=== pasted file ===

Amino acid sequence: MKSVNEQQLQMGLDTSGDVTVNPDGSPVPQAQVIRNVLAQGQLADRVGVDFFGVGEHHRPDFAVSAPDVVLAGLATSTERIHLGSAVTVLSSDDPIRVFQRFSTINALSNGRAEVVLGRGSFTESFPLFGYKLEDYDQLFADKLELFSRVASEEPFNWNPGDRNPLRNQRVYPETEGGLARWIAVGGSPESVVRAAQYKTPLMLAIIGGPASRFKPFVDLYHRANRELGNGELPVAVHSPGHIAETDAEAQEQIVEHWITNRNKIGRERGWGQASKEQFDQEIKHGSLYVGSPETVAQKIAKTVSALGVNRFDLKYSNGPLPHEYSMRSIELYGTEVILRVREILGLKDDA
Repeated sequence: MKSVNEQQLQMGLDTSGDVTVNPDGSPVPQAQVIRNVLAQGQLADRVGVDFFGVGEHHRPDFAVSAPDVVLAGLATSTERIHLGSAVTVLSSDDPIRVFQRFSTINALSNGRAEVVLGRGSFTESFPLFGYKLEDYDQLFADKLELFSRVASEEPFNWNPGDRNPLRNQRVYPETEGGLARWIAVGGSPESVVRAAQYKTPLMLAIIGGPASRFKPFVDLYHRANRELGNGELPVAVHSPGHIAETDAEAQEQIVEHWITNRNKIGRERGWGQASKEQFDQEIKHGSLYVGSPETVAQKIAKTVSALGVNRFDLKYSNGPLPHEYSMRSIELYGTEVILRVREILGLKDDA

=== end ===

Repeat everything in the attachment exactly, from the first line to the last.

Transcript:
Amino acid sequence: MKSVNEQQLQMGLDTSGDVTVNPDGSPVPQAQVIRNVLAQGQLADRVGVDFFGVGEHHRPDFAVSAPDVVLAGLATSTERIHLGSAVTVLSSDDPIRVFQRFSTINALSNGRAEVVLGRGSFTESFPLFGYKLEDYDQLFADKLELFSRVASEEPFNWNPGDRNPLRNQRVYPETEGGLARWIAVGGSPESVVRAAQYKTPLMLAIIGGPASRFKPFVDLYHRANRELGNGELPVAVHSPGHIAETDAEAQEQIVEHWITNRNKIGRERGWGQASKEQFDQEIKHGSLYVGSPETVAQKIAKTVSALGVNRFDLKYSNGPLPHEYSMRSIELYGTEVILRVREILGLKDDA
Repeated sequence: MKSVNEQQLQMGLDTSGDVTVNPDGSPVPQAQVIRNVLAQGQLADRVGVDFFGVGEHHRPDFAVSAPDVVLAGLATSTERIHLGSAVTVLSSDDPIRVFQRFSTINALSNGRAEVVLGRGSFTESFPLFGYKLEDYDQLFADKLELFSRVASEEPFNWNPGDRNPLRNQRVYPETEGGLARWIAVGGSPESVVRAAQYKTPLMLAIIGGPASRFKPFVDLYHRANRELGNGELPVAVHSPGHIAETDAEAQEQIVEHWITNRNKIGRERGWGQASKEQFDQEIKHGSLYVGSPETVAQKIAKTVSALGVNRFDLKYSNGPLPHEYSMRSIELYGTEVILRVREILGLKDDA